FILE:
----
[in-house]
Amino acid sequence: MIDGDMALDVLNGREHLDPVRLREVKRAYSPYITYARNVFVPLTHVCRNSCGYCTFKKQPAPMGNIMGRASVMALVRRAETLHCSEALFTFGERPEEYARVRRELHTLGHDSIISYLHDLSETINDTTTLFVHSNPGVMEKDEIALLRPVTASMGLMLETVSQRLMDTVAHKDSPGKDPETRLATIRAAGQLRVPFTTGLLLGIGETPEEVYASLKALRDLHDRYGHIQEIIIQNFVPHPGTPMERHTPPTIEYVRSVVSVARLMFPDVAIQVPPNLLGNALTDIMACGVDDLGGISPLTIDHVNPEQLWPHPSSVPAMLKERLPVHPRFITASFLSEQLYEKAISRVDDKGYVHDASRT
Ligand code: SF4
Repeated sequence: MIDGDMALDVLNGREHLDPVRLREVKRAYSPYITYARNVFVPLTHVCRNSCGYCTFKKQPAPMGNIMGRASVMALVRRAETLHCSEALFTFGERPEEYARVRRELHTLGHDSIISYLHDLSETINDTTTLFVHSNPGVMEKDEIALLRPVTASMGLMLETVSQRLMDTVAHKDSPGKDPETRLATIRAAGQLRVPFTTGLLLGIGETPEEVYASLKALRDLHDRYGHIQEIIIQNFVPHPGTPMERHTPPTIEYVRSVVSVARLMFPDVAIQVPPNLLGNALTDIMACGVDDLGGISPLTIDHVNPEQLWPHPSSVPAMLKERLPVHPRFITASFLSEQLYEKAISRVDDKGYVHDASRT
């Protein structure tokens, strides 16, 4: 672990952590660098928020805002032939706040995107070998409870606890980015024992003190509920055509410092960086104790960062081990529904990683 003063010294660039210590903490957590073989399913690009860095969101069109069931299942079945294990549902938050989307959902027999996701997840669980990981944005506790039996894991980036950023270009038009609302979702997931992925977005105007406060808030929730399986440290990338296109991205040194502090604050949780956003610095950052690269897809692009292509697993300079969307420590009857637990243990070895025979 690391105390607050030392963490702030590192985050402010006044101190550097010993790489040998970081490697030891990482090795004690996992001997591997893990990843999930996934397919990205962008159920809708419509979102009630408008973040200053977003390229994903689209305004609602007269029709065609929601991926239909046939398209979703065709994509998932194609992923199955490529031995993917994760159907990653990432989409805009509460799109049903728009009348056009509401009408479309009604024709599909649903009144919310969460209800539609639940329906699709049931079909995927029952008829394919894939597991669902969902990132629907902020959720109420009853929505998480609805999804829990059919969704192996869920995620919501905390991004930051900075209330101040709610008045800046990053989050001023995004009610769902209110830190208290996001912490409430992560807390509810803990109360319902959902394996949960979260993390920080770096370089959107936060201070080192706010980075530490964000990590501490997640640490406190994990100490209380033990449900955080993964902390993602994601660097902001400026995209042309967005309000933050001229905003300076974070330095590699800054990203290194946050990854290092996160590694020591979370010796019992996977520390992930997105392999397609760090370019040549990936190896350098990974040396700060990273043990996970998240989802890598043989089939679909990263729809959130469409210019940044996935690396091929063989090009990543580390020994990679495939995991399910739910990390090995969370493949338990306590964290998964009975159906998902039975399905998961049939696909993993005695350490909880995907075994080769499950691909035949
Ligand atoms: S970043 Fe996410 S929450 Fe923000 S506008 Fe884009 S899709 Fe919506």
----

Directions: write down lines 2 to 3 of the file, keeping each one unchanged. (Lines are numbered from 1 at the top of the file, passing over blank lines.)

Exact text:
Amino acid sequence: MIDGDMALDVLNGREHLDPVRLREVKRAYSPYITYARNVFVPLTHVCRNSCGYCTFKKQPAPMGNIMGRASVMALVRRAETLHCSEALFTFGERPEEYARVRRELHTLGHDSIISYLHDLSETINDTTTLFVHSNPGVMEKDEIALLRPVTASMGLMLETVSQRLMDTVAHKDSPGKDPETRLATIRAAGQLRVPFTTGLLLGIGETPEEVYASLKALRDLHDRYGHIQEIIIQNFVPHPGTPMERHTPPTIEYVRSVVSVARLMFPDVAIQVPPNLLGNALTDIMACGVDDLGGISPLTIDHVNPEQLWPHPSSVPAMLKERLPVHPRFITASFLSEQLYEKAISRVDDKGYVHDASRT
Ligand code: SF4